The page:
Saturday, October 17, 2009

Huoche / Choo choo

- You're going to Beijing? We're only going as far as Zhengzhou.
- Lanzhou?
- No, Zhengzhou.
- Zhoucheng?
- No, not Zhoucheng, to Zhengzhou.
- Ahh, Yangzhou!
- No! Zhengzhou. In Henan.
- Hunan?
- No. Zhengzhou IN HENAN.
- Oh, Zhengzhou!!

It's only a couple of hours into our journey and Gayle is already chattering away with the other passengers with mixed success. We're in hard sleeper class, which isn't as bad as it sounds - with two top berths out of a set of six. The carriage is carpeted, air-conditioned and kept clean by an attendant, despite the best efforts of the passengers who at some point all seem to be eating sunflower seeds and leaving mountains of husks everywhere. Hot water for tea and pot noodles is available between the carriages. It all seems so civilised.

Most of the passengers are heading back to Beijing after a few days holiday in Hunan. They're well-dressed and look rather urbane after our three weeks' travelling on country buses with the yokels. A couple of older women in the other berths keep an eye out for us and a young man and his girlfriend, who both speak good English, come and chat in the evening. Three young girls tentatively say hello and half an hour later, as I nod off, they are huddled around Gayle who is using the phrasebook to ask them questions.

Walking around Jishou before we left we had noticed for the first time many people giving us a second look. It's the kind of place that sees few tourists, I guess. Sitting down eating noodles at a street stall draws a few comments from observers who are probably amazed anyone could manage to eat anything holding chopsticks like that. Some people smile, some poke their friends and nod towards us, and a few shout "hello". If we reply, they dissolve into giggles. This is nothing new now for us, and if it's not irritating us it's reassuring in a funny kind of way.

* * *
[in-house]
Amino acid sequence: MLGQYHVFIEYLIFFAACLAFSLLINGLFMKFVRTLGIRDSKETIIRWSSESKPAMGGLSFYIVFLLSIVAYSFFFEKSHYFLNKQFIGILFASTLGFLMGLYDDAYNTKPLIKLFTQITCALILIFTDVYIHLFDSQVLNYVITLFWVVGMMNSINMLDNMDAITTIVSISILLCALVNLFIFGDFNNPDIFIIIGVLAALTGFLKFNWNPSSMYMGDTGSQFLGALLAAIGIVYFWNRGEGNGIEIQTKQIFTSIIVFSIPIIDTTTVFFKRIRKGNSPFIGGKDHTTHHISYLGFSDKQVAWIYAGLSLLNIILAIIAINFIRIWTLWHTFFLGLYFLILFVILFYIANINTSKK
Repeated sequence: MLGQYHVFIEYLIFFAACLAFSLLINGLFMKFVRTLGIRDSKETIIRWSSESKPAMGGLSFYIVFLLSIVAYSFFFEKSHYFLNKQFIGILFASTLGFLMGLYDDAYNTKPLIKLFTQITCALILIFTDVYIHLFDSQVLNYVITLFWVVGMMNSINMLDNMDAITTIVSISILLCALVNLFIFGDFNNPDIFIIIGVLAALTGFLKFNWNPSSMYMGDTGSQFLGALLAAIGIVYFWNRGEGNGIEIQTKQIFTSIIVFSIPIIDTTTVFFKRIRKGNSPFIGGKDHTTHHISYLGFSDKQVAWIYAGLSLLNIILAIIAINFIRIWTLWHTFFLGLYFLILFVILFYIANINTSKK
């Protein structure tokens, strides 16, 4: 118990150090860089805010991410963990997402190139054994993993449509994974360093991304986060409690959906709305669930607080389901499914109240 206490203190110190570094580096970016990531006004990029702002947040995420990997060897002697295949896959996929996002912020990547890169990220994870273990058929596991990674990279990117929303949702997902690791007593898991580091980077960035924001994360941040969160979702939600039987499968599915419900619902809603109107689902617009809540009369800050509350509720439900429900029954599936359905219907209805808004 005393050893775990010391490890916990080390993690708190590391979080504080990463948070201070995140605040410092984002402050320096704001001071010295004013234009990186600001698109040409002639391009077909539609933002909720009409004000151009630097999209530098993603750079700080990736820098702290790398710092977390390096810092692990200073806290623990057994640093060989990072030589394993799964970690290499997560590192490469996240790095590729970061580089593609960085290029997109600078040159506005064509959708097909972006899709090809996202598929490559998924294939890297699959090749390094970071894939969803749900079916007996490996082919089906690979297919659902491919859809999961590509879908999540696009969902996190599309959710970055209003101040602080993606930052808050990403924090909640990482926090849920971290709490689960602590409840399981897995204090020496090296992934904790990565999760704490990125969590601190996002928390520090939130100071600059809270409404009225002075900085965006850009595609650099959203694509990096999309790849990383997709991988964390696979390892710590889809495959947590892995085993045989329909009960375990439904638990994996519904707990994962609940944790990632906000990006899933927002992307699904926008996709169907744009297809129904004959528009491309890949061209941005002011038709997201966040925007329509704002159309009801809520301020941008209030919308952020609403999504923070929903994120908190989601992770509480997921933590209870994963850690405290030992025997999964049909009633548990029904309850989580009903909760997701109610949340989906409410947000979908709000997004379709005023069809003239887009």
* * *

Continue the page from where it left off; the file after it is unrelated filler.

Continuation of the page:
On the train it seems quite normal for folk just to plop down on a seat and start up a conversation with others. It's like we've all been invited to someone's house party. Maybe it's this particular carriage load, but everyone appears very sociable. We could never imagine anything like this in Britain. Meanwhile the scenery flies past, like a frenetic slide show, as we pass through hundreds of tunnels. Green hills, empty valleys, little towns, big rivers, high bridges all zip past in a blur. At about 9pm people finish off their card games or pot noodles and start getting ready for bed. At 10pm the lights go out. We sleep until the attendant wakes us at 1.30am - time to alight at Zhengzhou. We're both sleppy and light-headed and everything has a dreamlike quality as we stagger out.

Chinese railway stations are fairly bleak, functional and souless buildings. For a start, you can't enter the waiting rooms without a ticket. These halls are designed to cope with crowds, not to provide comfort, and on this journey we aren't even allowed onto the platform until the train has pulled up. The only platform action you get is a desperate surge of prospective passengers lugging suitcases and a week's supply of pot noodles towards a closely-guarded train. Each door is defended by an attendant in navy uniform, brass buttons, epaulettes and a "Don't even think about messing with me" look. And it works. People get aboard and the train leaves on time. But there's absolutely no fun or romance in it - none of that expectant excitement thinking about the next destination. No family farewell scenes, no platform hawkers, no wooden benches worn smooth by the bums of previous travellers.

At 2am we emerge outside Zhengzhou station onto a wide open square surrounded by tall neon-lit hotels and 24-hour fast food chain restaurants. Travellers come and go in dribs and drabs. Some are lying down and sleeping. A police officer cruises past in an electric golf buggy, eyes peeled. There's nothing for him to do - no drunks, no unsavoury characters to move on. Just a whole bunch of bleary-eyed travellers like us. And like them, we retire to the nearest McDonalds for a hot drink and a blatant kip at the table.

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